* Attempted to overthrow more than 50 foreign governments, most of which were democratically-elected.
* Dropped bombs on the people of more than 30 countries.
* Attempted to assassinate more than 50 foreign leaders.
* Attempted to suppress a populist or nationalist movement in 20 countries.
* Grossly interfered in democratic elections in at least 30 countries.
* Led the world in torture; not only the torture performed directly by Americans upon foreigners, but providing torture equipment, torture manuals, lists of people to be tortured, and in-person guidance by American teachers, especially in Latin America.
This is indeed exceptional. No other country in all of history comes anywhere close to such a record. But it certainly makes it very difficult to believe that America means well.
So the next time you're up against a stone wall . . . ask the person what the United States would have to do in its foreign policy to lose his or her support. What for this person would finally be TOO MUCH. Chances are the US has already done it. Keep in mind that our precious homeland, above all, seeks to dominate the world.
For economic reasons, nationalistic reasons, ideological, Christian, and for other reasons, world hegemony has long been America's bottom line. And let's not forget the powerful Executive Branch officials whose salaries, promotions, agency budgets and future well-paying private sector jobs depend upon perpetual war. These leaders are not especially concerned about the consequences for the world of their wars. They're not necessarily bad people; but they're amoral, like a sociopath is.
Take the Middle East and South Asia. The people in those areas have suffered horribly because of Islamic fundamentalism. What they desperately need are secular governments, which have respect for different religions. And such governments were actually instituted in the recent past. But what has been the fate of those governments?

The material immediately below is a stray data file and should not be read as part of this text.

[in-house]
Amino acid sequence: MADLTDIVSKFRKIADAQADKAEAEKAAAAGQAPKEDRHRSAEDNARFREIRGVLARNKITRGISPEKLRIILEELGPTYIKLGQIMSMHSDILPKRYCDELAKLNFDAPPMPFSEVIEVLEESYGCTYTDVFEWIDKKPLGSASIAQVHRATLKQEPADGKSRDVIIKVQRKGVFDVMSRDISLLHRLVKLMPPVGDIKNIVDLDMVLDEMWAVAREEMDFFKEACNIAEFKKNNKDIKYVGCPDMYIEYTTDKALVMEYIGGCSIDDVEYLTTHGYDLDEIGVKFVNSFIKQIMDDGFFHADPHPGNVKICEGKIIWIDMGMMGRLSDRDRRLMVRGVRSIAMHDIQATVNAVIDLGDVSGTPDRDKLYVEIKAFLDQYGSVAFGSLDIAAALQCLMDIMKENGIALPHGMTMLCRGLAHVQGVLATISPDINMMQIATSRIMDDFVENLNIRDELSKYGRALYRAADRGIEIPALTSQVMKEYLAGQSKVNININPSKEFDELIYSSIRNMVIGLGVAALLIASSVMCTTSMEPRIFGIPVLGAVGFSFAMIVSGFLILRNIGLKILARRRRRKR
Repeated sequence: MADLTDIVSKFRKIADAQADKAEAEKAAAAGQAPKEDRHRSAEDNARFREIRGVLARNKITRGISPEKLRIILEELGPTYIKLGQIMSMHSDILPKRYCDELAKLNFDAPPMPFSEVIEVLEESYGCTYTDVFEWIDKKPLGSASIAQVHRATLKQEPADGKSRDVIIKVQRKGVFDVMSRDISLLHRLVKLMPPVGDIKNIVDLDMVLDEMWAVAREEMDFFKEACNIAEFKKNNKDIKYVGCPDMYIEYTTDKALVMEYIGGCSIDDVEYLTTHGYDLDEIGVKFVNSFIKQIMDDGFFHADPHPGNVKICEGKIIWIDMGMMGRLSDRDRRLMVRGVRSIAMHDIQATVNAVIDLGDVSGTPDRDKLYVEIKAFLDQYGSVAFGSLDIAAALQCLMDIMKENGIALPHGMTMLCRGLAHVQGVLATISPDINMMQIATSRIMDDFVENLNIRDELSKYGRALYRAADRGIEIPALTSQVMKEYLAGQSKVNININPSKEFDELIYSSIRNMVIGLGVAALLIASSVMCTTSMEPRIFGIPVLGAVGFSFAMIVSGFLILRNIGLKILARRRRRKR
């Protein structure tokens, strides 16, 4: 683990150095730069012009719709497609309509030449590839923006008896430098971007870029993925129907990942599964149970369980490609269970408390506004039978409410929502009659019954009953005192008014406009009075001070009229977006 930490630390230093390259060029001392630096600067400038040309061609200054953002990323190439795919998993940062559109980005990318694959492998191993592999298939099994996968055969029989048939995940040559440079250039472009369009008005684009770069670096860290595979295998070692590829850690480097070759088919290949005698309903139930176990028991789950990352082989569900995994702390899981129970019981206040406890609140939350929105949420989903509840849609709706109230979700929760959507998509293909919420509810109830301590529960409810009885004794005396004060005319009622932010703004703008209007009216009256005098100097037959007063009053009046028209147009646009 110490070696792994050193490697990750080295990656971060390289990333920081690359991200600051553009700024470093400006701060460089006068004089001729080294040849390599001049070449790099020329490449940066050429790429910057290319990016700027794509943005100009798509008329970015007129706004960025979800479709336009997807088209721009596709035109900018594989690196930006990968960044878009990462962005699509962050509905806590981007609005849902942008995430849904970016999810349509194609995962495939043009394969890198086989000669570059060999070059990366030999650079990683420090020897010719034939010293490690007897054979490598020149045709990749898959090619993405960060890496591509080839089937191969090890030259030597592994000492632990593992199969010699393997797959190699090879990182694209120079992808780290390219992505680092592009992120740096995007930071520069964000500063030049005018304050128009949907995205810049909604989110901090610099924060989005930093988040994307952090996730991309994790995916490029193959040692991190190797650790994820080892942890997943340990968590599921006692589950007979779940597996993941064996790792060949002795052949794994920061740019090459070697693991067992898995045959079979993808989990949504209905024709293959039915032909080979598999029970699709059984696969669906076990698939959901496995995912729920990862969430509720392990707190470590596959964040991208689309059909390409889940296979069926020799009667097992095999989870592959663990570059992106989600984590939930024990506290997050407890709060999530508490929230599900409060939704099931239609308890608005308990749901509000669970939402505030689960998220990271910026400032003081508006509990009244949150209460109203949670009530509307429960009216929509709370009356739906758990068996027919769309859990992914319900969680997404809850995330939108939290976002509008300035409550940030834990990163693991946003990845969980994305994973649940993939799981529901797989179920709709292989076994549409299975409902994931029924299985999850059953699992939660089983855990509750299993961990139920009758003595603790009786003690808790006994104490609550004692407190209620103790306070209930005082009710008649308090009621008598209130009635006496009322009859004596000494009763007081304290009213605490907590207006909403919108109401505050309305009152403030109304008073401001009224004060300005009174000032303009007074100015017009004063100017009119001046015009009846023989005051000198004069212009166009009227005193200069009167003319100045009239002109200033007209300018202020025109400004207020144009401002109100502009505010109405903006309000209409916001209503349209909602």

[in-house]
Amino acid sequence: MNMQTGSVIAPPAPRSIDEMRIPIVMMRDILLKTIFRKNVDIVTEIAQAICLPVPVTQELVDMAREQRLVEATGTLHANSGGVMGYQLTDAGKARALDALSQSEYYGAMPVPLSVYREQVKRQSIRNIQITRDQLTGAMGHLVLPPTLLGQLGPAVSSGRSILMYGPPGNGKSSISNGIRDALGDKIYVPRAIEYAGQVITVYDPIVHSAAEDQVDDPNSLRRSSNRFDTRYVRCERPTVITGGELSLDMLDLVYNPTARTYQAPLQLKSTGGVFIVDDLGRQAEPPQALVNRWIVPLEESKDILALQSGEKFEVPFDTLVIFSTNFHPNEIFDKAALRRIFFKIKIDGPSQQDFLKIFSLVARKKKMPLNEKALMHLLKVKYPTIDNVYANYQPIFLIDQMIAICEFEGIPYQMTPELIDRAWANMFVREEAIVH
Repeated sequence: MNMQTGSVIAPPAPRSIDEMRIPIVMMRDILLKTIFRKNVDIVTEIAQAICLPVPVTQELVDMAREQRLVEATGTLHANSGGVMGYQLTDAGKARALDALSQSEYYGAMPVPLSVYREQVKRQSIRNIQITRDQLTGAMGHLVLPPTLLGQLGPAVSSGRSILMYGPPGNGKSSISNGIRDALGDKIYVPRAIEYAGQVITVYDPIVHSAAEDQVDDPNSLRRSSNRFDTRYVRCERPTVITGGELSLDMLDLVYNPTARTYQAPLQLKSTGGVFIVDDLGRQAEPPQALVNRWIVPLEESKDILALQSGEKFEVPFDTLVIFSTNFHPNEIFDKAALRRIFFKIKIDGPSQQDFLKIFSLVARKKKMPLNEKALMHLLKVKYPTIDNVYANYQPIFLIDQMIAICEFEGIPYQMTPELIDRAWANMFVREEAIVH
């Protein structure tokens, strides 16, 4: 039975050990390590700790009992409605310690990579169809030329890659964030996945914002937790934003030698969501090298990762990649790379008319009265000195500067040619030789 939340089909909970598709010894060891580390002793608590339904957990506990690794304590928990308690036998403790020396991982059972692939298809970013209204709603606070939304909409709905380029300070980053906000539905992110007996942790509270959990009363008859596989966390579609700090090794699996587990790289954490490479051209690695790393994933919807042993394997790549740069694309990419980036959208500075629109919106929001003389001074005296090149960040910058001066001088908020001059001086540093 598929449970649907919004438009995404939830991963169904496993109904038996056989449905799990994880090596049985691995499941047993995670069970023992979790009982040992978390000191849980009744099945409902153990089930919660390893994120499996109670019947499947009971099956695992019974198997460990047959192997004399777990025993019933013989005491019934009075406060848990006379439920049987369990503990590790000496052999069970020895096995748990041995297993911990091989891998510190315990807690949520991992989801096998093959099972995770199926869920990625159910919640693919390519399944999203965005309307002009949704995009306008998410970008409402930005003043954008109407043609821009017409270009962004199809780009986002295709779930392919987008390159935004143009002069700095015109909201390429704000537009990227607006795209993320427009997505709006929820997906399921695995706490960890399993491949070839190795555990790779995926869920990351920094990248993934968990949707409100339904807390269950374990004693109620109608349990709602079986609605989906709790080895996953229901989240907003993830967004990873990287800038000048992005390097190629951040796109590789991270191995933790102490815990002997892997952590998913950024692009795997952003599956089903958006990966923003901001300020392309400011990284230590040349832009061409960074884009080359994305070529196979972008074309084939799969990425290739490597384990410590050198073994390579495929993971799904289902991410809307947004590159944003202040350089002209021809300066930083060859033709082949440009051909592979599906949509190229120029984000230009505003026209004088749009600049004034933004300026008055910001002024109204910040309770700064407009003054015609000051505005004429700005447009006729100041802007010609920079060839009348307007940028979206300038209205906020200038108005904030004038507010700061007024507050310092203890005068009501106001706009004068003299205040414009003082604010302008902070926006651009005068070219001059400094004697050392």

Well, in the late 1970s through much of the 1980s, Afghanistan had a secular government that was relatively progressive, with full rights for women, which is hard to believe, isn't it? But even a Pentagon report of the time testified to the actuality of women's rights in Afghanistan.
And what happened to that government? The United States overthrew it, allowing the Taliban to come to power. So keep that in mind the next time you hear an American official say that we have to remain in Afghanistan for the sake of the women.
After Afghanistan came Iraq, another secular society, under Saddam Hussein. And the United States overthrew that government as well, and now the country has its share of crazed and bloody jihadists and fundamentalists; and women who are not covered up properly are sometimes running a serious risk.
Next came Libya; again, a secular country, under Moammar Gaddafi, who, like Saddam Hussein, had a tyrant side to him but could in important ways be benevolent and do some marvelous things. Gaddafi, for example, founded the African Union and gave the Libyan people the highest standard of living in Africa.
So, of course, the United States overthrew that government as well. In 2011, with the help of NATO we bombed the people of Libya almost every day for more than six months.
Can anyone say that in all these interventions, or in any of them, the United States of America meant well?
When we attack Iran, will we mean well? Will we have the welfare of the Iranian people at heart? I suggest you keep such thoughts in mind the next time you're having a discussion or argument with a flag-waving American.
Sources: * For documentation on government overthrows, bombs dropped, attempts to assassinate foreign leaders, movement suppression -- see Killing Hope: US Military and CIA Interventions Since World War II.
* For documentation on covert interference in democratic elections -- see chapter 18 of William Blum, "Rogue State: A Guide to the World's Only Superpower"
* For documentation on torture -- see chapter 5 of William Blum, "Rogue State: A Guide to the World's Only Superpower"